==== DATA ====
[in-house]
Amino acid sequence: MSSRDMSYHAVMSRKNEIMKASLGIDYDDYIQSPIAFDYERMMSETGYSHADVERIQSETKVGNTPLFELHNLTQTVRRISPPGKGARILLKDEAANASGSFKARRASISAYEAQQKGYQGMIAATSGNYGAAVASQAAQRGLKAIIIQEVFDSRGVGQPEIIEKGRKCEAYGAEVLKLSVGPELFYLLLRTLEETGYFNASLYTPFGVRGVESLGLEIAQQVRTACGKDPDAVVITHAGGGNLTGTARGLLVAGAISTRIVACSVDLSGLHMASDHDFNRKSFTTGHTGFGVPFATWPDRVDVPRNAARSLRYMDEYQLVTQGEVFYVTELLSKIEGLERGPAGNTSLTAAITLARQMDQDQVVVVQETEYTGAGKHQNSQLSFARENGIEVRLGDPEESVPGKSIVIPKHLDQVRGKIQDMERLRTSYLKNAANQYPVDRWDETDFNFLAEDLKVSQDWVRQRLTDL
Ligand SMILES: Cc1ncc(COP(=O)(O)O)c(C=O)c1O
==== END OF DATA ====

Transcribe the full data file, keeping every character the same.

[in-house]
Amino acid sequence: MSSRDMSYHAVMSRKNEIMKASLGIDYDDYIQSPIAFDYERMMSETGYSHADVERIQSETKVGNTPLFELHNLTQTVRRISPPGKGARILLKDEAANASGSFKARRASISAYEAQQKGYQGMIAATSGNYGAAVASQAAQRGLKAIIIQEVFDSRGVGQPEIIEKGRKCEAYGAEVLKLSVGPELFYLLLRTLEETGYFNASLYTPFGVRGVESLGLEIAQQVRTACGKDPDAVVITHAGGGNLTGTARGLLVAGAISTRIVACSVDLSGLHMASDHDFNRKSFTTGHTGFGVPFATWPDRVDVPRNAARSLRYMDEYQLVTQGEVFYVTELLSKIEGLERGPAGNTSLTAAITLARQMDQDQVVVVQETEYTGAGKHQNSQLSFARENGIEVRLGDPEESVPGKSIVIPKHLDQVRGKIQDMERLRTSYLKNAANQYPVDRWDETDFNFLAEDLKVSQDWVRQRLTDL
Ligand SMILES: Cc1ncc(COP(=O)(O)O)c(C=O)c1O